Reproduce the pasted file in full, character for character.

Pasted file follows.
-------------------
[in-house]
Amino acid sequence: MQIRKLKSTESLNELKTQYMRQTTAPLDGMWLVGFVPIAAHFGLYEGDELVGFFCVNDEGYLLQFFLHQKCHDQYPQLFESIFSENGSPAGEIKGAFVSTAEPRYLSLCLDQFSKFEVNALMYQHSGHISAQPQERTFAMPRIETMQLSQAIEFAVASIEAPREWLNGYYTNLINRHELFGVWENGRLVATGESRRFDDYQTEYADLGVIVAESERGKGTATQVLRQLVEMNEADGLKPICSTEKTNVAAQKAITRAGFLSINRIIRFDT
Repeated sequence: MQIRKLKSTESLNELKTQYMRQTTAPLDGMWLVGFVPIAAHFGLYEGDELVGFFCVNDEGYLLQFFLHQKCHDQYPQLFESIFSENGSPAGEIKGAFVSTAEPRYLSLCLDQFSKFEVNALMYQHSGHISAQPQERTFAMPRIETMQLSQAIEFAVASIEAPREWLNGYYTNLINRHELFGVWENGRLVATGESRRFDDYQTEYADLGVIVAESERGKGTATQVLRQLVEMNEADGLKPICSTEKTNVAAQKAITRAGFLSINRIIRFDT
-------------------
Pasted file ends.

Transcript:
[in-house]
Amino acid sequence: MQIRKLKSTESLNELKTQYMRQTTAPLDGMWLVGFVPIAAHFGLYEGDELVGFFCVNDEGYLLQFFLHQKCHDQYPQLFESIFSENGSPAGEIKGAFVSTAEPRYLSLCLDQFSKFEVNALMYQHSGHISAQPQERTFAMPRIETMQLSQAIEFAVASIEAPREWLNGYYTNLINRHELFGVWENGRLVATGESRRFDDYQTEYADLGVIVAESERGKGTATQVLRQLVEMNEADGLKPICSTEKTNVAAQKAITRAGFLSINRIIRFDT
Repeated sequence: MQIRKLKSTESLNELKTQYMRQTTAPLDGMWLVGFVPIAAHFGLYEGDELVGFFCVNDEGYLLQFFLHQKCHDQYPQLFESIFSENGSPAGEIKGAFVSTAEPRYLSLCLDQFSKFEVNALMYQHSGHISAQPQERTFAMPRIETMQLSQAIEFAVASIEAPREWLNGYYTNLINRHELFGVWENGRLVATGESRRFDDYQTEYADLGVIVAESERGKGTATQVLRQLVEMNEADGLKPICSTEKTNVAAQKAITRAGFLSINRIIRFDT